The years-long recovery from Hurricane Harvey
The scale of flooding in the Houston area as a result of Hurricane Harvey is hard to imagine, and the images of suffering are horrifying to behold. In central and south Texas, an area the size of Michigan is now a storm-tossed lake. What Brad Kieserman, vice president of Red Cross, described as “the most catastrophic event” he has ever seen has killed several people, displaced tens of thousands and wrecked untold numbers of homes, commercial and industrial buildings, highways, bridges and harbors.
It has also created human misery on a vast scale. Thirty Texas counties, which together have nearly 7 million residents, already have been declared disaster areas. Nearly half a million people may ultimately need disaster assistance. The physical and emotional wounds inflicted on victims won’t heal overnight.
One heartening aspect of the catastrophe is the heroic effort of so many locals who’ve used every means they had to rescue those stranded and in danger. Another was the response of other cities in the region. “We will do whatever it takes,” promised San Antonio Mayor Ron Nirenberg, who expects a large influx of evacuees from Houston, 200 miles to the east. “No one will be turned away.”
No doubt Americans will respond quickly and generously to the catastrophe, sending contributions to groups that minister to those in need — from well-known organizations like the Salvation Army and the Red Cross to local food pantries, diaper banks and shelters. Numerous big corporations have made large pledges, including $1 million apiece from Walmart, Pepsico and Amazon. Volunteers are arriving by the hour to do what they can.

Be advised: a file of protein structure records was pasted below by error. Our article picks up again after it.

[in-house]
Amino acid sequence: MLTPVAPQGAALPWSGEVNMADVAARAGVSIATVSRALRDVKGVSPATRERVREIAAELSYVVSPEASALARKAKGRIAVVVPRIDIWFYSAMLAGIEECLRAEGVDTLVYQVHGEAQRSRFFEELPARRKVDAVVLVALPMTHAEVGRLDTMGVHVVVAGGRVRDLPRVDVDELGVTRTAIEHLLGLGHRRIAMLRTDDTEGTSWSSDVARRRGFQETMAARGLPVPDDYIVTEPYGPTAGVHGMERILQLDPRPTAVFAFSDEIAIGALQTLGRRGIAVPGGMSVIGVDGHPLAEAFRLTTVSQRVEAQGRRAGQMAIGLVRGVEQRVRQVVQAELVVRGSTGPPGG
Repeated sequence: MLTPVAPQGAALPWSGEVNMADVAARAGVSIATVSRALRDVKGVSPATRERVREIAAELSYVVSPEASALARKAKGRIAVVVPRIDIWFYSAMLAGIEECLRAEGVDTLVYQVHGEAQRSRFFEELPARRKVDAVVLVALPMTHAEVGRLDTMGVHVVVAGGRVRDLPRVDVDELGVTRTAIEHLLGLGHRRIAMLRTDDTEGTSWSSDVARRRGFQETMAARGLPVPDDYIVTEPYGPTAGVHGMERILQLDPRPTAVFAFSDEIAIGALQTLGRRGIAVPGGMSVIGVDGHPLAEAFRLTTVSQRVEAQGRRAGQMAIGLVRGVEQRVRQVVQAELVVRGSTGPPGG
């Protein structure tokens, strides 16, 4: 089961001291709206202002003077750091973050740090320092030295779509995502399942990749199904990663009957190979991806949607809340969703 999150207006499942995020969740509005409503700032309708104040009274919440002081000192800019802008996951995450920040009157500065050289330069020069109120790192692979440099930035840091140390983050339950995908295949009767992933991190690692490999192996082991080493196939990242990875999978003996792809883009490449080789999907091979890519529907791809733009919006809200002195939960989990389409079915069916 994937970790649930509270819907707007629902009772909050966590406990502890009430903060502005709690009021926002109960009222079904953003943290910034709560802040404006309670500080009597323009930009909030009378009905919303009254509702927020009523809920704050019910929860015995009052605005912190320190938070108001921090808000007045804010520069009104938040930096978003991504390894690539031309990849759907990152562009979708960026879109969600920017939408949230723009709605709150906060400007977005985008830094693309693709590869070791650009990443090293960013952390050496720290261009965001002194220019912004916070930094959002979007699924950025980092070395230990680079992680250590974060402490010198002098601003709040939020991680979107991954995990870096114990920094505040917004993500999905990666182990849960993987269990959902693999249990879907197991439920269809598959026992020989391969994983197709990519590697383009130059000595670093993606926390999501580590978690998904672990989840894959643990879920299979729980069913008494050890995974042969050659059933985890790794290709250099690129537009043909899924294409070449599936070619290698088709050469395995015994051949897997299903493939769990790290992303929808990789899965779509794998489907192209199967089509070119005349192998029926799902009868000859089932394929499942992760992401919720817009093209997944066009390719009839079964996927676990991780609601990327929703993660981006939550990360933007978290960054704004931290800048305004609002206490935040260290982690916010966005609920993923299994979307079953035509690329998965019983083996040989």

The federal and state governments have a big role to play. On top of the search and rescue efforts undertaken and coordinated by the Federal Emergency Management Agency, Congress may have to come up with additional funds to assist in overcoming this gargantuan disaster.
Americans who want to help shouldn’t limit their focus to the Houston area. Much of the Texas Gulf Coast was devastated, and much of southern Louisiana, too, is at high risk of flooding.
But it’s also important to remember Houston and neighboring areas once the sun is shining. Recovering from a natural disaster on this immense scale takes a long time. If someone asks how long New Orleans needed to recover from Hurricane Katrina, in 2005, the best answer would be: We’re still waiting to find out. “We are going to be dealing with this all the way through Christmas,” predicted Kieserman in an interview with NPR. Repairing and rebuilding will take not months, but years.
So will bringing back the people forced to leave. The New Orleans area lost some 380,000 residents after Katrina, and 10 years later, its population was still well below its previous level. Baton Rouge, which absorbed a lot of those who left New Orleans, has grown. Tens of thousands of former New Orleans residents settled in Houston, which in 2005 used the Astrodome to provide shelter to 25,000 people.
Many of the unfortunate souls now displaced from Houston are expected to seek refuge in San Antonio, Austin, Dallas and Fort Worth, as well as smaller cities that the storm spared. Dallas is housing evacuees in a convention center, and high schools and middle schools in Austin are being used as emergency shelters. Anyone looking for worthy causes should look not just at the place hit by the storm but the places that will be coping with the influx of evacuees for quite a while.
Americans are a generous people, quick to respond to devastating emergencies by opening their checkbooks and rolling up their sleeves. For all of us, FEMA Administrator Brock Long had some sound advice: “Donate your money. Figure out how you can get involved as we help Texas find a new normal.” We would add: And keep doing that long after the floodwaters recede.
DIClay Bennett, Chattanooga Times Free Press